UK Prime Minister Rishi Sunak tries to win over sceptics to post-Brexit deal

UK Prime Minister Rishi Sunak has travelled to Belfast to sell his landmark agreement with the European Union to its toughest audience: unionist politicians who fear post-Brexit trade rules are weakening Northern Ireland’s place in the United Kingdom.

The UK and the 27-nation EU announced on Monday they had struck a deal to resolve a dispute over Northern Ireland trade that has vexed relations since the UK left the bloc in 2020.

The agreement will ease customs checks and other hurdles for goods moving to Northern Ireland from the rest of the UK that were imposed after Brexit to maintain an open border between the north and its EU neighbour, the Republic of Ireland.

The deal, dubbed the “Windsor Framework”, was hailed by London and Brussels as a breakthrough. But Northern Ireland’s British unionist politicians have yet to give it their blessing.

Their support is key to restoring Northern Ireland’s semi-autonomous government, which has been toppled by the trade feud, leaving 1.9 million people without a functioning administration.

Mr Sunak told the BBC the deal was “a huge step forward for the people of Northern Ireland” and he was confident politicians there would support it.

The Democratic Unionist Party, which had governed alongside Irish nationalists Sinn Fein in the power-sharing administration, walked out of the government a year ago to protest against the trade rules and has refused to return until they are scrapped or substantially rewritten.

Under Northern Ireland’s political system, power is shared between Irish nationalists and British unionists, and neither side can govern without the other.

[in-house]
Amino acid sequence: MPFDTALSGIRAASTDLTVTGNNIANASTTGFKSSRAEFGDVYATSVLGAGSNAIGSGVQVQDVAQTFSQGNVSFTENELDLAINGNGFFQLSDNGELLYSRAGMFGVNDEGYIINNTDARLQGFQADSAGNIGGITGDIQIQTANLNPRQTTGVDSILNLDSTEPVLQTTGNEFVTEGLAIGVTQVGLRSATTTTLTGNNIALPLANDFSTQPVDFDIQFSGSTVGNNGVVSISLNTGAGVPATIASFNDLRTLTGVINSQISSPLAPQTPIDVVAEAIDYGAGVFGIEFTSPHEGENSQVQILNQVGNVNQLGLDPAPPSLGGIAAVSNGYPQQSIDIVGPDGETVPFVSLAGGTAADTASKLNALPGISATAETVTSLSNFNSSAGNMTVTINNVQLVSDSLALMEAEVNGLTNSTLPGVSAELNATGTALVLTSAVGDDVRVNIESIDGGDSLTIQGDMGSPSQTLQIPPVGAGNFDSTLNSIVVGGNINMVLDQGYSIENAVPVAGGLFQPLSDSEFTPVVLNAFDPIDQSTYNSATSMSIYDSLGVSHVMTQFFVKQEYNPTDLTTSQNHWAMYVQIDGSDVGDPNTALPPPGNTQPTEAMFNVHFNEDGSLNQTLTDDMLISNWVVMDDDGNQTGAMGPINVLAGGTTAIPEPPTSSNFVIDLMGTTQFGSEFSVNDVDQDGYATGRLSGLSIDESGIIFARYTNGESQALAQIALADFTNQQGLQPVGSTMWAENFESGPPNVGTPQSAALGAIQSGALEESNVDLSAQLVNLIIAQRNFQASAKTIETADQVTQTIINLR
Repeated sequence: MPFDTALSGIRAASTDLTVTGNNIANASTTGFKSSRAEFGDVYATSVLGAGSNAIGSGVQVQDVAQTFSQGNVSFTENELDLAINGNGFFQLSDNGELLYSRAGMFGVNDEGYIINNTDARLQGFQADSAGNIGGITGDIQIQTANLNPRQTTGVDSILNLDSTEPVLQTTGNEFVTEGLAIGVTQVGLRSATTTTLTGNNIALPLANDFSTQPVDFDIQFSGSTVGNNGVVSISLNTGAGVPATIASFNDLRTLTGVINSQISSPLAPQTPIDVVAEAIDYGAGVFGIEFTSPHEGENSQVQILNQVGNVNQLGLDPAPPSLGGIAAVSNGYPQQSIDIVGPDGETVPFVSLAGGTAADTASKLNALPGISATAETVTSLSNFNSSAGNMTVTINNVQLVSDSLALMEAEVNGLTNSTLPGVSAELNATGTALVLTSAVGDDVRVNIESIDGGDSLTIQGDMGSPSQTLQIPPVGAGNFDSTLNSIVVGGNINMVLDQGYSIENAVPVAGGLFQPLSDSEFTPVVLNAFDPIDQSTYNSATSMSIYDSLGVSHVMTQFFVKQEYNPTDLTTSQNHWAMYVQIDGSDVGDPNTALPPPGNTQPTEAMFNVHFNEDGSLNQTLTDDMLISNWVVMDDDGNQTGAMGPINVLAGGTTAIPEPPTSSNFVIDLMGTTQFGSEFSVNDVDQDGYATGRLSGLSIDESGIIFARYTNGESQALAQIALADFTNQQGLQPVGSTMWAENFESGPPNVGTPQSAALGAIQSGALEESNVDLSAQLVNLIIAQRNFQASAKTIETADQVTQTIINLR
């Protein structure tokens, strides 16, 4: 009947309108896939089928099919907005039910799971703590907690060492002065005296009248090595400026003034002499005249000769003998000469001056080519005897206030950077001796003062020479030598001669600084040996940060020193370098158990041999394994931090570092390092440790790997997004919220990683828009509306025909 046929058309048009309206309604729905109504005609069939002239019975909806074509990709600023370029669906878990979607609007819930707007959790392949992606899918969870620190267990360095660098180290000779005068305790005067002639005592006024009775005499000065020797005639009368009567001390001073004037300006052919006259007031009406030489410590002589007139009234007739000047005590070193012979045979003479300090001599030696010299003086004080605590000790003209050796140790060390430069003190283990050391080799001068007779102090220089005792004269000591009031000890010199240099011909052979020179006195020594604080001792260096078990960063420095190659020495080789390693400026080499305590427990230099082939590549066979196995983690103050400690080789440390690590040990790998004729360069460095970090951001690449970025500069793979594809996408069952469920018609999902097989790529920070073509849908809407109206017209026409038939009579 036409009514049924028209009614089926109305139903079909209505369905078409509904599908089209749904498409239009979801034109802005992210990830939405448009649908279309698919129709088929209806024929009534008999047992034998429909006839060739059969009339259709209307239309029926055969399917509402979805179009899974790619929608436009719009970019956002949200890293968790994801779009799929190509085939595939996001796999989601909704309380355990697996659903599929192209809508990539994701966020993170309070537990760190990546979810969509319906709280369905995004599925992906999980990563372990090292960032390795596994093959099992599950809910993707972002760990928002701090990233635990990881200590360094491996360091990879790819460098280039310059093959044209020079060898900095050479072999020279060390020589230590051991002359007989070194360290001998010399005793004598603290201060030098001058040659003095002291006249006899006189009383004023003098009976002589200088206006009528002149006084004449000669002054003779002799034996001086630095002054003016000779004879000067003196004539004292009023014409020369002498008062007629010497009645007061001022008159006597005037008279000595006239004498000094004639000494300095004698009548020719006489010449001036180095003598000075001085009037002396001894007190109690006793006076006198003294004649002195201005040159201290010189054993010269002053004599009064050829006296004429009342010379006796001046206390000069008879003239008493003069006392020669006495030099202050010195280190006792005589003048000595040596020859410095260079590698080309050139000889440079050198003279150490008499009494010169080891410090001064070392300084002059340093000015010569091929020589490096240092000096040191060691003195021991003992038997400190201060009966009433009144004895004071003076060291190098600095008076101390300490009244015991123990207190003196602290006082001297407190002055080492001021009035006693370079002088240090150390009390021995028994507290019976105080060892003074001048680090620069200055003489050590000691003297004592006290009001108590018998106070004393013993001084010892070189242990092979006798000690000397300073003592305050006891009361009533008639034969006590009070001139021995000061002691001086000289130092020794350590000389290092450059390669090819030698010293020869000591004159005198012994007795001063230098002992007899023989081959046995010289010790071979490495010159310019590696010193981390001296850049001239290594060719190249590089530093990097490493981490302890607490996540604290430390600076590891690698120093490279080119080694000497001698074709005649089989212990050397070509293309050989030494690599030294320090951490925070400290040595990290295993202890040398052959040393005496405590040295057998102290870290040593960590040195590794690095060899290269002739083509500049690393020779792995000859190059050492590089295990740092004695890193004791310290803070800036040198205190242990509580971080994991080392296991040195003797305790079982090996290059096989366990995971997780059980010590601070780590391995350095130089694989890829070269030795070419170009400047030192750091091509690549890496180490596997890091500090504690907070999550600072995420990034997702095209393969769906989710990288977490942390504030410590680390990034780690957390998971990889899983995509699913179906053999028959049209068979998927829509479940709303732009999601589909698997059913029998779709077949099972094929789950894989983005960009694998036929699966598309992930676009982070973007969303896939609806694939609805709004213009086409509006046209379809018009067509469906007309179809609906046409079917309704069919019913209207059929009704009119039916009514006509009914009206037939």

DUP leader Jeffrey Donaldson said the party would “take our time” to pore over the details of the deal before delivering its verdict.

“We’re reasonable people, but we want to ensure that what the prime minister has said is matched by what is actually in the agreement itself,” he said.

Northern Ireland is the only part of the UK that shares a border with an EU member. When the UK left the bloc, the two sides agreed to keep the Irish border free of customs posts and other checks because an open border is a key pillar of Northern Ireland’s peace process.

Instead, there are checks on some goods entering Northern Ireland from the rest of the UK That angered British unionist politicians in Belfast, who say the new trade border in the Irish Sea undermined Northern Ireland’s place in the United Kingdom.

Mr Sunak said the new Windsor Framework “removes any sense of an Irish Sea border”, removing checks on the vast majority of goods.

It also gives Northern Ireland politicians a mechanism to challenge new EU trade rules that could apply in the region – a key unionist demand.

Business groups largely welcomed the deal, saying it would ease the burdens faced by companies and give Northern Ireland customers access to goods such as English sausages that were blocked under the original post-Brexit rules.

Some hardline pro-Brexit politicians in Mr Sunak’s governing Conservatives also were surprisingly positive.

The agreement was also welcomed by the White House, which said it was “grateful” the two sides could resolve the dispute.


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